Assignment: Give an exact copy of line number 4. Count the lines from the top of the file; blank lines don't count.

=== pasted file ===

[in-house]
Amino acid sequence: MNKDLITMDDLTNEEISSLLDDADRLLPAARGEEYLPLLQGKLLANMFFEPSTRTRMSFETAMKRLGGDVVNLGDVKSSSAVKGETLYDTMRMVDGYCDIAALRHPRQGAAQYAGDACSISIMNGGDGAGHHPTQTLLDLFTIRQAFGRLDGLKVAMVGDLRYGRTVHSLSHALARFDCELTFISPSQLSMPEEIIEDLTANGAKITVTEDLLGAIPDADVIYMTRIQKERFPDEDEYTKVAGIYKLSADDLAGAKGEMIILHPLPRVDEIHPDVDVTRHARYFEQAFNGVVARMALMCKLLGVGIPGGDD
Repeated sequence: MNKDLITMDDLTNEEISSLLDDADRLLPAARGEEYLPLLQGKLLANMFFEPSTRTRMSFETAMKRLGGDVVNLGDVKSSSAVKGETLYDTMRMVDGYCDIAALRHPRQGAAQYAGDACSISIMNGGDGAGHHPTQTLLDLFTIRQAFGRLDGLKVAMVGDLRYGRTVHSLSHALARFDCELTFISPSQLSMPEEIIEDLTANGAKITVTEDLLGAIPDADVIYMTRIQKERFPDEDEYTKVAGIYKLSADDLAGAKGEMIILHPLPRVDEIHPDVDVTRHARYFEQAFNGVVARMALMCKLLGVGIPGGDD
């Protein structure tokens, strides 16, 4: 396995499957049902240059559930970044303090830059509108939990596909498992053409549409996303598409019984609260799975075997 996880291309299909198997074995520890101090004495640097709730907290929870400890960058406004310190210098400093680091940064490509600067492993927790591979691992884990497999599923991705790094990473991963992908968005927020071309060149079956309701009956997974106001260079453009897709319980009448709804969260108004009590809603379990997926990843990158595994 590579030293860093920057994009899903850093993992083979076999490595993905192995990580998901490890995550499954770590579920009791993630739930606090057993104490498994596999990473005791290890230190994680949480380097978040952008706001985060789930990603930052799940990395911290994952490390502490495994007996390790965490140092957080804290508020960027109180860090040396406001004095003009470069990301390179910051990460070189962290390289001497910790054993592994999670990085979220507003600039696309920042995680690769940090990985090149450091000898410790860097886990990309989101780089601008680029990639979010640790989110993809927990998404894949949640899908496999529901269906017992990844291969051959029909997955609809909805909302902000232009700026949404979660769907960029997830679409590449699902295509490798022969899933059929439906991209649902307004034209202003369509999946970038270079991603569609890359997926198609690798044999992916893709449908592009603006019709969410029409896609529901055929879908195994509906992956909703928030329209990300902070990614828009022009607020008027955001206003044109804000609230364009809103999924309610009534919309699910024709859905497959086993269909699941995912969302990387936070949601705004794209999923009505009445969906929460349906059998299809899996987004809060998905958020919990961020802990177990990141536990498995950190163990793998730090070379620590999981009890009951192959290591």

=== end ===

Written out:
């Protein structure tokens, strides 16, 4: 396995499957049902240059559930970044303090830059509108939990596909498992053409549409996303598409019984609260799975075997 996880291309299909198997074995520890101090004495640097709730907290929870400890960058406004310190210098400093680091940064490509600067492993927790591979691992884990497999599923991705790094990473991963992908968005927020071309060149079956309701009956997974106001260079453009897709319980009448709804969260108004009590809603379990997926990843990158595994 590579030293860093920057994009899903850093993992083979076999490595993905192995990580998901490890995550499954770590579920009791993630739930606090057993104490498994596999990473005791290890230190994680949480380097978040952008706001985060789930990603930052799940990395911290994952490390502490495994007996390790965490140092957080804290508020960027109180860090040396406001004095003009470069990301390179910051990460070189962290390289001497910790054993592994999670990085979220507003600039696309920042995680690769940090990985090149450091000898410790860097886990990309989101780089601008680029990639979010640790989110993809927990998404894949949640899908496999529901269906017992990844291969051959029909997955609809909805909302902000232009700026949404979660769907960029997830679409590449699902295509490798022969899933059929439906991209649902307004034209202003369509999946970038270079991603569609890359997926198609690798044999992916893709449908592009603006019709969410029409896609529901055929879908195994509906992956909703928030329209990300902070990614828009022009607020008027955001206003044109804000609230364009809103999924309610009534919309699910024709859905497959086993269909699941995912969302990387936070949601705004794209999923009505009445969906929460349906059998299809899996987004809060998905958020919990961020802990177990990141536990498995950190163990793998730090070379620590999981009890009951192959290591």